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Political Breakdown: What is a wealth tax and does anyone benefit?

With all this chat about how the Government has no idea if NZ's super-rich are paying their fair share of tax or not, I thought I'd explain what a wealth tax is. 

A wealth tax is something the Government could be considering if they discover the very well-off have somehow been avoiding paying tax. 

And if they have been paying their fair share of tax, I'm sure the Government would have seen it in their coffers - but they haven't. 

So what is a wealth tax? 

It varies from place to place, but it's generally a tax on an individual's assets like properties, cash, shares, vehicles pension plans, trusts, and money funds. 

And it usually only kicks in when an individual's combined wealth from all those exceeds a certain level. 

The Greens are the main proponent of a wealth tax. They want a tax of 1 percent for wealth over $1m, and then of 2 percent when it gets over $2m.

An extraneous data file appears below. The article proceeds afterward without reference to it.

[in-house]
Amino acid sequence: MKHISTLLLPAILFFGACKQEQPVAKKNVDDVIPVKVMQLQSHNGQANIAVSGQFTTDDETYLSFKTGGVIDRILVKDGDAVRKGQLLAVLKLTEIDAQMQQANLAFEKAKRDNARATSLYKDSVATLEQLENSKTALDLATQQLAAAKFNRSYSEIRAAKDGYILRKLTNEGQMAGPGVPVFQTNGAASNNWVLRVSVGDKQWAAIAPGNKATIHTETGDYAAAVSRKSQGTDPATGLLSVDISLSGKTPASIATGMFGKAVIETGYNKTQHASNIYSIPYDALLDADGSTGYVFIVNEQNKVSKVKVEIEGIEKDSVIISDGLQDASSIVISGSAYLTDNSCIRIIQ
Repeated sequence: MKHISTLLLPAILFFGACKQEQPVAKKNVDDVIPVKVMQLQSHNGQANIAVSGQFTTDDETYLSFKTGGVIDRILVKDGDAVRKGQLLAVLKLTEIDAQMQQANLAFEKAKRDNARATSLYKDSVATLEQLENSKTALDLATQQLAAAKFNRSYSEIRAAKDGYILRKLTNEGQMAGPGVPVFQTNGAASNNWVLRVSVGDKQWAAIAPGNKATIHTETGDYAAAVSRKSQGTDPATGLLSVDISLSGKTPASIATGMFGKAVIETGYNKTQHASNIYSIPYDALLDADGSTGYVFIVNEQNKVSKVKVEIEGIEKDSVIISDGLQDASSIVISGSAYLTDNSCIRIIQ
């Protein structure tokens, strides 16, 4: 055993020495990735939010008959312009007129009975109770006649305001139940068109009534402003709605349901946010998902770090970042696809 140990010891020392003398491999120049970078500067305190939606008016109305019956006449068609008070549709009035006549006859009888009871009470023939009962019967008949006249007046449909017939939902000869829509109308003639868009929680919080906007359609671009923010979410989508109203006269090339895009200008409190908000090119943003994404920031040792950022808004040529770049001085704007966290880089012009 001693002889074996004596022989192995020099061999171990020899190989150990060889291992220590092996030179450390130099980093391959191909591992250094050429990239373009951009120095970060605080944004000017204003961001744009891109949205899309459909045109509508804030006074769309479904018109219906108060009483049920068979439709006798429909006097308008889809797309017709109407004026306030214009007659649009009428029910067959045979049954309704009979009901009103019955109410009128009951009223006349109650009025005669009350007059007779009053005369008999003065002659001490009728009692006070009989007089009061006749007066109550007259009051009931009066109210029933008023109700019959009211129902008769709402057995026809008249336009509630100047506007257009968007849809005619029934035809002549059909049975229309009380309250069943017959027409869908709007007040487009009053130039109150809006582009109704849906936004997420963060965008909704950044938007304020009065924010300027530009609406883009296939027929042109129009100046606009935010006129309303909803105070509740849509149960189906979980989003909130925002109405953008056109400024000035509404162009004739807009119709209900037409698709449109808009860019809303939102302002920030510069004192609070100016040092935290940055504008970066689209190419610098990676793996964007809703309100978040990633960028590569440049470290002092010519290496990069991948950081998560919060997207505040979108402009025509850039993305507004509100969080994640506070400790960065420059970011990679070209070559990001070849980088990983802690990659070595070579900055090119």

If you've got a mortgage or any other debts, that debt is subtracted from your assets' worth. 

An example: If you and your partner own a home valued at $2.5m, and you have a mortgage for the majority of it, and don't have any other assets, you won't have to pay a wealth tax.

But if you don't have a mortgage on that house, your wealth would be split between you and your partner as $1.25m each and you'd pay a wealth tax on the $250,000 each - which would be $2500/year. 

If you're a mega-wealthy property magnate with seven properties worth $11m and you own them outright, your wealth tax would be $100,000/year. 

But it does get complicated when you include different ownership structures like trusts with numerous trustees and beneficiaries. 

How would that get calculated? 

No tax system is simple, and a wealth tax would undoubtedly add another layer of complexity. 

And the Greens are the only party advocating for one - although Te Paati Maori have talked about it too, so it's not out of the question. 

What it would achieve is another question. Would it just be used to raise money for the Government's coffers or would it be used especially to make our society more equitable? 

Otherwise, it's just another tax, although, for the mega-rich, a couple of thousand bucks a year is nothing.